The Department of Health and Human Services (HHS) plans to invest $840 million during the next 4 years in collaborative learning and workforce training networks that are expected to support 150,000 clinicians in sharing, adapting, and further developing strategies to improve quality and lower costs.
The initiative was unveiled by HHS Secretary Sylvia Burwell on October 23 during the general session at the American Academy of Family Physicians meeting held recently in Washington, DC. The grants will be administered by the Centers for Medicare & Medicaid Services (CMS).
The overall objective, Burwell said in a news release, of the Transforming Clinical Practice Initiative is to help providers move from a care delivery system driven by volume-based reimbursement to one focused on patients' health outcomes. This program appears to be aligned with CMS' value-based purchasing program, which rewards or penalizes hospitals for meeting quality and efficiency goals and, starting next year, will do the same with physicians.
Applicants for the new government grants could include group practices, healthcare systems, and medical associations. Examples of the strategies they might emphasize in their applications are:
giving physicians better access to patient information, such as information on prescription drug use to help patients take their medical properly;
expanding the number of ways in which patients can communicate with their care teams;
improving the coordination of patient care by primary care providers, specialists, and the broader medical community; and
using electronic health records (EHRs) on a daily basis to examine data on quality and efficiency.
Successful applicants will demonstrate the ability to achieve progress toward measurable goals, such as improving clinical outcomes, reducing unnecessary testing, achieving cost savings, and avoiding unnecessary hospitalizations, the HHS announcement said.
CMS will award cooperative agreements to healthcare organizations that join together in "practice transformation networks." These are CMS-funded learning collaboratives that will provide physician practices with quality improvement expertise, best practices, coaching, and assistance. The partners in these collaboratives will be practices that have already improved the quality of care by implementing EHRs, coordinating care with patients and their families, and monitoring and intervening with high-risk patients to prevent unnecessary hospitalizations and readmissions.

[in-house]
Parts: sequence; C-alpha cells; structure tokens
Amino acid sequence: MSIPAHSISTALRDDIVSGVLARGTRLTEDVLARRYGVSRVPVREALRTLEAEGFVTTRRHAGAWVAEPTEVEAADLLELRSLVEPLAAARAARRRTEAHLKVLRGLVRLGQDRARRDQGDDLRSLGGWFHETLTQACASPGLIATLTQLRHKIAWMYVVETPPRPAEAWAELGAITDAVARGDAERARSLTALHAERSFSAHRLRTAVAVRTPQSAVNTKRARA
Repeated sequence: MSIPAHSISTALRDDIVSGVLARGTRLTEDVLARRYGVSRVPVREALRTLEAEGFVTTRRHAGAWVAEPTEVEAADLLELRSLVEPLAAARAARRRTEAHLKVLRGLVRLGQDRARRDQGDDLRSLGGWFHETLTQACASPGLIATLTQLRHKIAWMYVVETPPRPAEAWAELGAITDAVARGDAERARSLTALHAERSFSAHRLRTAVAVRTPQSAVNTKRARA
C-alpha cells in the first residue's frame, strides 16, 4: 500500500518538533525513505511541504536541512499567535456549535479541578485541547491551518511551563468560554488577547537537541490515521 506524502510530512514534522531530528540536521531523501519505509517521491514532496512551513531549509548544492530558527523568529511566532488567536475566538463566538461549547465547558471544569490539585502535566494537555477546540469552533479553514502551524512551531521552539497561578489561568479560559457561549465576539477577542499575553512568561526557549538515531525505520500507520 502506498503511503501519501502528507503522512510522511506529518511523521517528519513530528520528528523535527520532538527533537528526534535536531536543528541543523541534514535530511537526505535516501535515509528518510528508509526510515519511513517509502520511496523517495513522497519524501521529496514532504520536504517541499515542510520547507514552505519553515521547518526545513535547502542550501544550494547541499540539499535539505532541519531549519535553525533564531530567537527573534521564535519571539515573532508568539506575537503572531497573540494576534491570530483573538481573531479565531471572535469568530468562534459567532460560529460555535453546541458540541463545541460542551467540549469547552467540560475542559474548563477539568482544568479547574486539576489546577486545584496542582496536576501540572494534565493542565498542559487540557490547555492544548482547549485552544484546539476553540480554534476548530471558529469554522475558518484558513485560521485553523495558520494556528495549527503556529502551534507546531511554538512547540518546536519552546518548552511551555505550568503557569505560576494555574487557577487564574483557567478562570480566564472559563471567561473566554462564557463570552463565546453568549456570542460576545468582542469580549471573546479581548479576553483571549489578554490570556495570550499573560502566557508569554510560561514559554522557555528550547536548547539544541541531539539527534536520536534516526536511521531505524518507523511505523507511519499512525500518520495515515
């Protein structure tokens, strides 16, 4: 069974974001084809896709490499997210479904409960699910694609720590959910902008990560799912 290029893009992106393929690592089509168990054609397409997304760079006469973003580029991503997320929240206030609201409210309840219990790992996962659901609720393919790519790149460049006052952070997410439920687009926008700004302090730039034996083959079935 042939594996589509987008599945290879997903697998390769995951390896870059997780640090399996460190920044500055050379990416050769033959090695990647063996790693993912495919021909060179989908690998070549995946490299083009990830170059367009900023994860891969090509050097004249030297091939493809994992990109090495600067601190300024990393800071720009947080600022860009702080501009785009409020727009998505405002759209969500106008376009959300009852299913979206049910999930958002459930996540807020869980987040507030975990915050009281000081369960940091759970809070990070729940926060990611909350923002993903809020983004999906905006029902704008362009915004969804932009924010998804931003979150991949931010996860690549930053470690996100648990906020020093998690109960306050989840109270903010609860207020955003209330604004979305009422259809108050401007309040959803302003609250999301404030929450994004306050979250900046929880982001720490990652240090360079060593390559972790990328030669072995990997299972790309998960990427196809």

CMS will also fund "support and alignment networks" formed by professional associations and by "public-private partnerships that are currently working in practice transformation efforts," according to a CMS fact sheet. The latter organizations include those involved in such activities as developing clinical guidelines and quality measures, reducing unnecessary testing and procedures, and incorporating safety and patient and family engagement.
These networks will use "existing and emerging tools (eg, continuing medical education, maintenance of certification, core competency development)" in workforce training. The networks will place special emphasis on recruiting practices in small, rural, and medically underserved communities, the fact sheet said.
CMS estimated that "about 185,000 clinicians currently participate in existing programs, models, and initiatives that facilitate practice transformation. This represents only 16 percent of the nation's one million Medicare and Medicaid providers. Although this is an increase over previous years, there is much more work to be done."
Applications from eligible organizations will be accepted immediately. Applicants are encouraged, but not required, to submit a letter of intent by November 20, 2014. Applications are due to CMS no later than January 6, 2015. CMS anticipates it will announce the awards next spring or summer.
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Cite this: CMS to Fund Networks to Help the Move to Value-Based Practice - Medscape - Oct 27, 2014.